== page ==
AmeriCorps: Getting Things Done for Community and Country
Every year, about 75,000 Americans raise their right hand and take an oath to get things done for America.
Through service as AmeriCorps members, they make a difference in classrooms, in disaster zones, in neighborhoods impacted by poverty, in the veterans community, and more.
Today, 12 AmeriCorps members had the opportunity to visit the White House and share their service story with President Obama and senior officials.
- Tyler Anger
American Legion Auxiliary Call to Service Corps; Washington, DC
A two-term AmeriCorps member, Tyler currently works as the AmeriCorps VISTA leader for the American Legion Auxiliary Call to Service Corps, a project that builds volunteer capacity to help alleviate poverty among veterans, military service members, and their families.
- Regina Best
Habitat for Humanity; Dallas, TX
An Air Force veteran, Regina now serves in AmeriCorps as a construction crew leader with the Dallas Area Habitat for Humanity where she leads and trains the new homeowners and community volunteers in the construction of low-income housing.
- Jamie Casterton
FEMA Corps; Vinton, IA
A returned Peace Corps volunteer and an AmeriCorps NCCC alum, Jamie currently leads FEMA Corps team Spruce 1 in disaster response and recovery work, most recently including Hurricane Sandy. Because of her experience in AmeriCorps, Jamie will pursue a career in disaster services after her service term.
- Leonard Chase
Civic Works; Baltimore, MD
A native of Baltimore City, Leonard leads communities in the planning, design, and implementation of community gardens in empty lots where once-vacant housing previously stood. He is excited to be able to attend college next year by using his education award.
- Stephanie D'Esposito
Community HealthCorps; Washington DC
Stephanie coordinates the peer support program at Whitman Walker Health Clinic to provide free one-on-one or group counseling services to members of the LGBT community who are experiencing a variety of issues, ranging from coming out to a recent HIV diagnosis.
- Amy DeLair
Playworks; Washington DC
As a second year AmeriCorps member with Playworks, Amy works at an elementary school to provide play and physical activity that improves the health and well-being of the students.
- Meghan Dillie
Public Allies; Pittsburgh, PA
Originally from a poor, rural part of Appalachia, Meghan is developing her capacity as a leader with Public Allies. She seeks to create positive change by bringing job training and new skills back to her community.
- Kela Harris
Veteran Service Initiative; Washington, DC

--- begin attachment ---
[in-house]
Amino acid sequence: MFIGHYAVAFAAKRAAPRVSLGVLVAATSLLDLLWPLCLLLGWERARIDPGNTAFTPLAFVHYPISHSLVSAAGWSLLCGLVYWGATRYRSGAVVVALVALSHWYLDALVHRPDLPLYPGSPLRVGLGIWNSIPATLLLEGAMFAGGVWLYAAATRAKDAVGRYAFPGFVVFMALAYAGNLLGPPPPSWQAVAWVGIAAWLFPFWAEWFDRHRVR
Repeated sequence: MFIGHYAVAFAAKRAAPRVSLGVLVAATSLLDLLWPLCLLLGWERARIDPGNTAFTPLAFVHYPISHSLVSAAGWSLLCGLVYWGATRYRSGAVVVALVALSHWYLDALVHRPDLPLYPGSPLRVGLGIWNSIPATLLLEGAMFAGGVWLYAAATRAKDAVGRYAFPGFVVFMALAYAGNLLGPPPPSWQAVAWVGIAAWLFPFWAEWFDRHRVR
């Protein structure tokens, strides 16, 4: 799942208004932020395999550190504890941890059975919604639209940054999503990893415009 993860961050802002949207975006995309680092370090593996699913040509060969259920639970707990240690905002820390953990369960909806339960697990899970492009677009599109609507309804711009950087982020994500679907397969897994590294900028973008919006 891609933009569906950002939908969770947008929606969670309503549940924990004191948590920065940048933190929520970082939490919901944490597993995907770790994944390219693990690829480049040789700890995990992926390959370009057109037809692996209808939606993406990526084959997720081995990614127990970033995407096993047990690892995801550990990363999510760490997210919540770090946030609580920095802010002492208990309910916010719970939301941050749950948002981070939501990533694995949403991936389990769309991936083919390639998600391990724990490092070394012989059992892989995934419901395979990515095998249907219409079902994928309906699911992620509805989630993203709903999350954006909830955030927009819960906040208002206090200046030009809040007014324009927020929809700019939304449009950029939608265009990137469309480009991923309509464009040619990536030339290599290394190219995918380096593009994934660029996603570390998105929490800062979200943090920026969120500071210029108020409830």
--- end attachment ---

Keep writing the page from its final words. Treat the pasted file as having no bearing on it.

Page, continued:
A U.S. Navy veteran, Kela continued her service by becoming an AmeriCorps member. First serving with City Year, Kela now serves as an AmeriCorps VISTA member with the Veteran Service Initiative, a program that serves military service members and their families in partnership with The George Washington University.
- Ernesto Morales
Public Allies; Chicago, IL
In his service at the the Telpochcalli Community Education Project, Ernesto leads youth violence prevention efforts for the Latino immigrant population of the Little Village community.
- Ashlyn Ramos
Teach for America; Washington, DC
Ashlyn is currently serving in her second year with Teach For America at Excel Academy Public Charter School in Washington, DC, where her goal is to put students on a path to expanded personal and academic opportunities.
- Myeasha Taylor
Civic Works; Baltimore, MD
As an AmeriCorps member, Myeasha coordinates a garden club that educates urban youth on how to grow and maintain a garden, as well as make healthy eating and lifestyle choices.
- Teng Yang
National College Advising Corps; Providence, RI
Born in a Thailand refugee camp to Hmong parents, Teng came to the United States in 1993. He's currently serving in his second year with the National College Advising Corps, assisting low-income, first generation, and underrepresented students in Rhode Island.
They represent the more than 800,000 AmeriCorps members who have contributed more than one billion hours in service to their country while leveraging millions of community volunteers.
As they serve, they learn that when you help others, you also help yourself. Through their service, AmeriCorps members gain professional experience, learn and sharpen new skills, and earn money to pay for college.
AmeriCorps works. That's why the President has proposed funding to support approximately 82,000 AmeriCorps members next year to help address our nation's greatest challenges and speed our economic recovery.
These AmeriCorps members inspire us all to roll up our sleeves and get things done for our communities and our country.
Asim Mishra currently serves as the Chief of Staff at the Corporation for National and Community Service. He previously served as an AmeriCorps member at Public Allies Chicago.